I know I'm only saving $5 but it's the principle, I like the idea of
harvesting old computers for parts. I think I might get a fan to mount
at the front though ... just to create more of a wind tunnel. The
problem I originally had was this crappy video card I got, that has no
fan (just a heatsink) and was giving me corruption .... someone
suggested it was probably overheating so I did this ... haven't had
the problem since.

About filters ... how much do filters reduce airflow? We have 3 cats,
so I am always cleaning this thing out.

Re: Jury-Rigged Fan - Is It Safe?

Filters, they'er kinda sponge or woven type thin pad the size and
shape of the fan made for the purpose, they do stop air flow but it's

The balance is between a slight loss of air flow and the reduction of
dust and of course the cooling ability, obviously you only use these
when the fan is blowing inwards.

I don't use one, it's amazing where the dust comes from though - it
just appears from nowhere, it's microscopic and builds up over time as
you know.


Re: Jury-Rigged Fan - Is It Safe?

On Fri, 23 Feb 2007 11:13:08 -0000, no@spam.invalid (Davy)

Quoted text here. Click to load it

A typical filter panel, particularly the type mounted on a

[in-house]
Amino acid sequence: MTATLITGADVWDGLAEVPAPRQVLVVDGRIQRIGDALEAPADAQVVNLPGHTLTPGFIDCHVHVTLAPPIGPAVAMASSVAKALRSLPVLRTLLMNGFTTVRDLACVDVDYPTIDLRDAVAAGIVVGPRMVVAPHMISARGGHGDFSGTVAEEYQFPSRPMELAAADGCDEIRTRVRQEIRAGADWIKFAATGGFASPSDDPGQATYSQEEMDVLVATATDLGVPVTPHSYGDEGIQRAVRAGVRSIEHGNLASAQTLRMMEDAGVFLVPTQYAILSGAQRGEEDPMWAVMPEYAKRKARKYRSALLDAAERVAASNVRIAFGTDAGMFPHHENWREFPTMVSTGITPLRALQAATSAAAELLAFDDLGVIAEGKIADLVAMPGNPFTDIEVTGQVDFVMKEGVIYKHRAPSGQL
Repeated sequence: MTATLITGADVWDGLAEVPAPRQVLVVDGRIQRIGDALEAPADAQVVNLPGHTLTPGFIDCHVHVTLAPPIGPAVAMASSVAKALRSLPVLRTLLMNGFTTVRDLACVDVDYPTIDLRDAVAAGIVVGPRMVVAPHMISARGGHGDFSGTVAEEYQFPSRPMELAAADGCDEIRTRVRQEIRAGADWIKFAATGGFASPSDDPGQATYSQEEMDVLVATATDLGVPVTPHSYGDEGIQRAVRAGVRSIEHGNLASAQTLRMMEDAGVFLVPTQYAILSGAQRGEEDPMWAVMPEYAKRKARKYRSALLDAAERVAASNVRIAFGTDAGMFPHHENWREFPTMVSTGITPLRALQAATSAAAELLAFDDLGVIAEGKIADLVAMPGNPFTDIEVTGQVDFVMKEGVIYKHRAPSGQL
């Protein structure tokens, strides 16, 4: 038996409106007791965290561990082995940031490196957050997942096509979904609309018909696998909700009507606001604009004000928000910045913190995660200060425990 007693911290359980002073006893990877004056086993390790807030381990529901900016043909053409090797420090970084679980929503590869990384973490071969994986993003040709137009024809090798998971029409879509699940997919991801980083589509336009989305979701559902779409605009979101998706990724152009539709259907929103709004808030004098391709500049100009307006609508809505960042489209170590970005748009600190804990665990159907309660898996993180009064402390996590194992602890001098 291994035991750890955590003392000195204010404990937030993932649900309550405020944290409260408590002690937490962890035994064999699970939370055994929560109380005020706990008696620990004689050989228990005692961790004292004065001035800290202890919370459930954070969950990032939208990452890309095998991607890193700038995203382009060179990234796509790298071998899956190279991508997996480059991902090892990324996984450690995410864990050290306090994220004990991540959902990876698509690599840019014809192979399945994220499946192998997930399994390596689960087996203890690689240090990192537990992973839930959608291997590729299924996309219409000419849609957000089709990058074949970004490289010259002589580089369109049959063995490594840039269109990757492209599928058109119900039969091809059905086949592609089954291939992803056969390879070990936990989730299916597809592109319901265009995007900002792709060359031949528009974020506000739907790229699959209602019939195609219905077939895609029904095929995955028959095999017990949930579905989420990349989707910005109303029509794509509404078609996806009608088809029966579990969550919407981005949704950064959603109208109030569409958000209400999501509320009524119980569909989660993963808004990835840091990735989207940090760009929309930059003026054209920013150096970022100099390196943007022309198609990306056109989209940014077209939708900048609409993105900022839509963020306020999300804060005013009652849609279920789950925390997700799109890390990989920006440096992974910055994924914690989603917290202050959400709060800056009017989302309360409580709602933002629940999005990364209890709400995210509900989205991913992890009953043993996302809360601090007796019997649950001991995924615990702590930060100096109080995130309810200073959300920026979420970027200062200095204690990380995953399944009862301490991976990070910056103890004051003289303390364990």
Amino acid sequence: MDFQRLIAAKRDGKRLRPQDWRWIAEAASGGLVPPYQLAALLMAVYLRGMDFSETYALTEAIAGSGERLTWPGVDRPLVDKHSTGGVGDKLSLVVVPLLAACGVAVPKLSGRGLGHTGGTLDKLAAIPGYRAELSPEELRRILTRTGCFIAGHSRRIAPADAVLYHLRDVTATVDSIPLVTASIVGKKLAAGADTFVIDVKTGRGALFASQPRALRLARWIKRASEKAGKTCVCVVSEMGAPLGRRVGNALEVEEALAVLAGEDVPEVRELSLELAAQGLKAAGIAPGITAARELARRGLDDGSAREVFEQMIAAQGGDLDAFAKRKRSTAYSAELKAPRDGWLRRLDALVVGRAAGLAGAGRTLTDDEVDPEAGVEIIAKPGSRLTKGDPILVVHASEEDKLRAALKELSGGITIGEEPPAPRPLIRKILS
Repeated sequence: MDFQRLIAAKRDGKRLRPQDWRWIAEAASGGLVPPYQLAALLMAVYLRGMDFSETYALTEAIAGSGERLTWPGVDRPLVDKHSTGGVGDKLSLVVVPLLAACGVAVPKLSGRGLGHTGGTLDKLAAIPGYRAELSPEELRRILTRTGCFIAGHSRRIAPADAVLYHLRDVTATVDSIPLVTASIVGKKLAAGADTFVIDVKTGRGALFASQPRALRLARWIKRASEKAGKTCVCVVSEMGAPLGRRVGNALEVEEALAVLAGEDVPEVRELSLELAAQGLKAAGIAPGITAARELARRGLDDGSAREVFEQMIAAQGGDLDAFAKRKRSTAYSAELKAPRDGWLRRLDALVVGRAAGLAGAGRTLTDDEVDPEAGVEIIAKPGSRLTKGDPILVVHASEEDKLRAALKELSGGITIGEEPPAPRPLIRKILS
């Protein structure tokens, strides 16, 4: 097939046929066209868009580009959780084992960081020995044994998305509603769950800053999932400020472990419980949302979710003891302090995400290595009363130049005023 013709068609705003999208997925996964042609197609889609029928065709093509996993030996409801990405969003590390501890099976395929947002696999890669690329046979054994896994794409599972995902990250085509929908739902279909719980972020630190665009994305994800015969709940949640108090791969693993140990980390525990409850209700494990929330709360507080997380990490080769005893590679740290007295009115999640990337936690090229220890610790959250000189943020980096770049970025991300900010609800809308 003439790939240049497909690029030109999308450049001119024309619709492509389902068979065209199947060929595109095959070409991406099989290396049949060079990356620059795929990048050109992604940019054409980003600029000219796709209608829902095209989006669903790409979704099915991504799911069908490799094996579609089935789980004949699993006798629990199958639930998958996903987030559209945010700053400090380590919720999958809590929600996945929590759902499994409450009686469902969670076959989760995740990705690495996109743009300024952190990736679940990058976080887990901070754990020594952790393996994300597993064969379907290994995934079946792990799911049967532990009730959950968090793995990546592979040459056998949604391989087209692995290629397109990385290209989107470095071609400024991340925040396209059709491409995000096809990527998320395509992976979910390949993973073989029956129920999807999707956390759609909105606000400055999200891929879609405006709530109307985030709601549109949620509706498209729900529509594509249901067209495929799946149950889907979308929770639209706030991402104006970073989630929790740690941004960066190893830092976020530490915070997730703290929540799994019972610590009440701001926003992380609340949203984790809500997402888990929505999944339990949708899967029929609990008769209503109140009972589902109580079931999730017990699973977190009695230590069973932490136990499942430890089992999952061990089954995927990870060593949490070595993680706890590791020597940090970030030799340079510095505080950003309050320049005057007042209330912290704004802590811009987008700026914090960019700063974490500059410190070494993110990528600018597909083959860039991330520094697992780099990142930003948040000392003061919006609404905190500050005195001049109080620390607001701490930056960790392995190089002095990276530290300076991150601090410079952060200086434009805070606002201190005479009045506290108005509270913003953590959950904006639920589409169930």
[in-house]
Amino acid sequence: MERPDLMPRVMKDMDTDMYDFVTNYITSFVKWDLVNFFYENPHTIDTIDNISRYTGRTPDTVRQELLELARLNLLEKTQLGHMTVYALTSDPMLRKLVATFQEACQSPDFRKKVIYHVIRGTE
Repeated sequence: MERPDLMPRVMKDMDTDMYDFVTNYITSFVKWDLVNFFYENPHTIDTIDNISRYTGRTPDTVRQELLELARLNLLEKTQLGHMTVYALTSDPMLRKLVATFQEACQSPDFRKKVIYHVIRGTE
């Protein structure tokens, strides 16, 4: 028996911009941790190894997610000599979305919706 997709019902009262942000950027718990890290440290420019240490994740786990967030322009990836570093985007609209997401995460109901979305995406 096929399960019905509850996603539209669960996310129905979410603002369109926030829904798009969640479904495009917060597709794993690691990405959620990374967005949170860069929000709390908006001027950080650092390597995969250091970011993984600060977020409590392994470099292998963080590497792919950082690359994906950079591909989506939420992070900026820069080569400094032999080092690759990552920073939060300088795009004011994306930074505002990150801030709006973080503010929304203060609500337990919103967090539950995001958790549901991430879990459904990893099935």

fan of the same size, has a substantial impact on airflow,
not minimal, not a slight loss.  Because of the great
reduction in flow from any filter medium dense enough to be
worth using (else it just lets in too much dust defeating
the purpose), the ideal is to have a filter area as large as
reasonably possible.  On a case it is typically a large
front sheet, or in a car there is pleating for the same
(area increase) effect.

Re: Jury-Rigged Fan - Is It Safe?

On Fri, 23 Feb 2007 11:13:00 -0000, no@spam.invalid (edges)

Quoted text here. Click to load it

Presuming same voltage, and current low enough to be within
the capability of the supply line, compatible size, it will
work fine.  One of the larger problems with very old fans is
that many were quite crude, poor airflow:noise ratio
compared to modern fans (certainly not all, there were many
good older fans but in the typical old PSU for a "PC", I see
mostly junk fans albeit more hefty than modern junk fans).
The other larger problem is a fan has a finite lifespan,
that lifespan could be mostly over at this point
particularly if it's a sleeve bearing type, though with the
sleeve bearing you can relube it to greatly extend that